International human rights groups say that over 300 people have died in Nicaragua since the protests erupted in April and that the vast majority have been killed by pro-government forces. Earlier this week, Nicaraguan President Daniel Ortega rejected calls to step down from power, amid mounting protests and civil unrest. We speak to Noam Chomsky about the current crisis and the role of the U.S. in Nicaragua in the 1980s.
More from this Interview
- Part 1: “Brutal and Sadistic”: Noam Chomsky on Family Separation & the U.S. Roots of Today’s Refugee Crisis
- Part 2: Chomsky Criticizes “Autocratic” Nicaraguan Government, Urges Ortega to Call for New Elections
- Part 3: Noam Chomsky on Alexandria Ocasio-Cortez’s “Spectacular” Victory & Growing Split in Democratic Party
- Part 4: Noam Chomsky on Mass Media Obsession with Russia & the Stories Not Being Covered in the Trump Era
AMY GOODMAN: I wanted to continue on the situation in Nicaragua. In a rare interview, the Nicaraguan president, Daniel Ortega, recently rejected calls to step down from power amidst mounting protests and civil unrest. This is President Ortega speaking on Fox News on Monday.
PRESIDENT DANIEL ORTEGA: [translated] We were elected by the voters. So, there have been electoral periods, there are term limits, and our electoral period ends with the elections of 2021, when we will have our next elections. And then we’ll have to see who will be voted in for the new administration.
AMY GOODMAN: So, that’s President Daniel Ortega. Nicaragua’s main business association has been demanding Ortega hold early elections, to which Ortega has responded Nicaragua “is not private property.” International human rights groups say over 300 people have died since their protests erupted in April, anti-austerity protests, and that the vast majority have been killed by pro-government forces. In June, we spoke with former Sandinista leader Alejandro Bendaña, who served as the Nicaraguan ambassador to the United Nations and secretary general of the Nicaraguan Foreign Ministry during Ortega’s rule, during the Sandinista rule in Nicaragua, from 1979 to 1990. This is what Bendaña had to say on Democracy Now!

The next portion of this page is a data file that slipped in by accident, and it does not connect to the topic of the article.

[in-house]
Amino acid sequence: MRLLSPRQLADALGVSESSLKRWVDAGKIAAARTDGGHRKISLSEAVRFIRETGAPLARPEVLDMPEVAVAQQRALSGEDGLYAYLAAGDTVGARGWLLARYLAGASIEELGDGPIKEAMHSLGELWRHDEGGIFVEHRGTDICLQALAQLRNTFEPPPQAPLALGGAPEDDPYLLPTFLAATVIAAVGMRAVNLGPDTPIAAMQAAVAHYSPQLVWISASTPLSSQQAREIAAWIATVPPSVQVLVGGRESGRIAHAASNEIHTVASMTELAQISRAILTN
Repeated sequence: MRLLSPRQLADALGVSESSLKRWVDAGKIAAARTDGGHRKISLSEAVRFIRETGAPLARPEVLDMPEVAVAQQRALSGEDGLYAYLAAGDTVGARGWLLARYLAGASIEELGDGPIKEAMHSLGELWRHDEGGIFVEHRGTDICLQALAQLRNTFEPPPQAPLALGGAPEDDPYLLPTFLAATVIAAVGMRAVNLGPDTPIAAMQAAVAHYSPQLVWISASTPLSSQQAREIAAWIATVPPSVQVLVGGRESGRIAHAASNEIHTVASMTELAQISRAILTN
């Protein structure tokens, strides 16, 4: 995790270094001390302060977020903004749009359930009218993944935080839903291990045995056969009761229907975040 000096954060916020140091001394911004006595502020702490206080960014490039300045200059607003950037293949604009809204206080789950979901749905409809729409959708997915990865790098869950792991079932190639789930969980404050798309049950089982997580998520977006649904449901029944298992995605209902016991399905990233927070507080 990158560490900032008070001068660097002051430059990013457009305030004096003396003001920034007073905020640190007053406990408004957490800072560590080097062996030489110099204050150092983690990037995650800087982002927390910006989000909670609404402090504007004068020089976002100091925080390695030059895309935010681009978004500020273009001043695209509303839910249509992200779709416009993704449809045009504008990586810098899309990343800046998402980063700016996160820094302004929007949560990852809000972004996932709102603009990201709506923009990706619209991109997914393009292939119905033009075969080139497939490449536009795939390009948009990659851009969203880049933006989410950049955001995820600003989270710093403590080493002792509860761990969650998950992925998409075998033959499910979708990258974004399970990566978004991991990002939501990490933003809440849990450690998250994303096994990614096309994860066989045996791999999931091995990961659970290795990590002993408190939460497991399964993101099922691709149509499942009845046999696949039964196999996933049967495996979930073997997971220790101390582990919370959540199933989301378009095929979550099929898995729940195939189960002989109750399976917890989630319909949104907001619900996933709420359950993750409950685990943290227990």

ALEJANDRO BENDAÑA: One has to remember key historical facts. The Sandinista revolution began in 1979 and ended in 1990 with the electoral defeat of Daniel Ortega. But this has not spelled the end of Ortega, because for 17 years he worked tenaciously to get back into power. But to do this, he got rid of his potential competitors and many old Sandinista backers. He embraced corporate capital in Nicaragua. He adopted the most retrograded positions of the church and entered into an alliance, and reached an understanding with the U.S., so that he was able to barely win the presidency in 2007. But by that time, he himself is no longer a Sandinista. Yes, the trappings, the colors are still there, but his entire government has been, in essence, neoliberal. Then it becomes authoritarian, repressive.
AMY GOODMAN: That’s Alejandro Bendaña, who served as President Ortega’s, Nicaragua’s ambassador to the United Nations, as well as secretary general of Nicaraguan Foreign Ministry during the Sandinista rule first time around, '79 to ’90. Students are saying that, overwhelmingly, it's the government that’s killed the people. What are your thoughts, Noam?
NOAM CHOMSKY: Well, in 1990, it’s true that the—first of all, there were plenty of problems even in the '80s, but by the standards of the region it stood out as almost a stellar record—bad but by the standards of the region. In 1990, the President Bush, first President Bush, essentially informed the population of Nicaragua that either you vote for our candidate, or else the Contra war, the terrorist war, continues, and harsh sanctions will strangle the country. And, indeed, at the point of a gun, the population voted the Sandinistas out, and partially for internal reasons. There were many things they were doing they shouldn't have. Since then, it hasn’t been anywhere near as bad as the other Central American countries, the ones that are, more or less, overwhelmingly, influenced by the U.S. But there’s been a lot of corruption, a lot of repression. It’s autocratic, undoubtedly. The opposition is nothing to write home about, either, for the most part. So, it’s by no means a pretty situation. One would hope that negotiations could reduce the tensions. And my own view is that I think it would be a good thing for Nicaragua if Ortega were to call early elections and allow them to be run without corruption and brutality. But that doesn’t look as if it’s—it’s hard to hard to see a simple way out at this point. It’s a very unfortunate situation.